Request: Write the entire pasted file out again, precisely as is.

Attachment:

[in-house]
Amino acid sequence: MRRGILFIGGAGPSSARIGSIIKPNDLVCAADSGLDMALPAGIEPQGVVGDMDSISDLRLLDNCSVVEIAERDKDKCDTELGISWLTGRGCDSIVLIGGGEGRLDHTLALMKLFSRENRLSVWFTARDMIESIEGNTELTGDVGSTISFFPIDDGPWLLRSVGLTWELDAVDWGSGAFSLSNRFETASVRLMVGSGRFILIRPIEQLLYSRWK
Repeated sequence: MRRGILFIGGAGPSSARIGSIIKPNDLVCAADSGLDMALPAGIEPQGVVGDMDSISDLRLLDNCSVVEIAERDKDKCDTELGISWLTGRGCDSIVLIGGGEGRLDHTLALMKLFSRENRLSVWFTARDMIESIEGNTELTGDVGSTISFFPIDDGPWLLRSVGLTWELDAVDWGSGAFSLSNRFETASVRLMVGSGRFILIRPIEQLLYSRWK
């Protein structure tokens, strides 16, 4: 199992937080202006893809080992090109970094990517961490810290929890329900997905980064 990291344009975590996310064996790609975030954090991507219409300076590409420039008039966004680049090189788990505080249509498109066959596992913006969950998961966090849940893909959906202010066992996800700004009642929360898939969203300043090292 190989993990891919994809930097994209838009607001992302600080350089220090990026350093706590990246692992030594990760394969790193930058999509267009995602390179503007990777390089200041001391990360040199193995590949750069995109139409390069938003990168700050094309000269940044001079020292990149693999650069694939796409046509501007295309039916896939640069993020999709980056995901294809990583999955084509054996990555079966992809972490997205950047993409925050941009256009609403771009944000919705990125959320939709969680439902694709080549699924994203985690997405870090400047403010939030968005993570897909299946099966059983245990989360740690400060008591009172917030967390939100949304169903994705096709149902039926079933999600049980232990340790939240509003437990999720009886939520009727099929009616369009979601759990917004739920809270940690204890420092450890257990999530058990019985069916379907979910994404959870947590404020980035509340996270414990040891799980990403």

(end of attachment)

[in-house]
Amino acid sequence: MRRGILFIGGAGPSSARIGSIIKPNDLVCAADSGLDMALPAGIEPQGVVGDMDSISDLRLLDNCSVVEIAERDKDKCDTELGISWLTGRGCDSIVLIGGGEGRLDHTLALMKLFSRENRLSVWFTARDMIESIEGNTELTGDVGSTISFFPIDDGPWLLRSVGLTWELDAVDWGSGAFSLSNRFETASVRLMVGSGRFILIRPIEQLLYSRWK
Repeated sequence: MRRGILFIGGAGPSSARIGSIIKPNDLVCAADSGLDMALPAGIEPQGVVGDMDSISDLRLLDNCSVVEIAERDKDKCDTELGISWLTGRGCDSIVLIGGGEGRLDHTLALMKLFSRENRLSVWFTARDMIESIEGNTELTGDVGSTISFFPIDDGPWLLRSVGLTWELDAVDWGSGAFSLSNRFETASVRLMVGSGRFILIRPIEQLLYSRWK
């Protein structure tokens, strides 16, 4: 199992937080202006893809080992090109970094990517961490810290929890329900997905980064 990291344009975590996310064996790609975030954090991507219409300076590409420039008039966004680049090189788990505080249509498109066959596992913006969950998961966090849940893909959906202010066992996800700004009642929360898939969203300043090292 190989993990891919994809930097994209838009607001992302600080350089220090990026350093706590990246692992030594990760394969790193930058999509267009995602390179503007990777390089200041001391990360040199193995590949750069995109139409390069938003990168700050094309000269940044001079020292990149693999650069694939796409046509501007295309039916896939640069993020999709980056995901294809990583999955084509054996990555079966992809972490997205950047993409925050941009256009609403771009944000919705990125959320939709969680439902694709080549699924994203985690997405870090400047403010939030968005993570897909299946099966059983245990989360740690400060008591009172917030967390939100949304169903994705096709149902039926079933999600049980232990340790939240509003437990999720009886939520009727099929009616369009979601759990917004739920809270940690204890420092450890257990999530058990019985069916379907979910994404959870947590404020980035509340996270414990040891799980990403």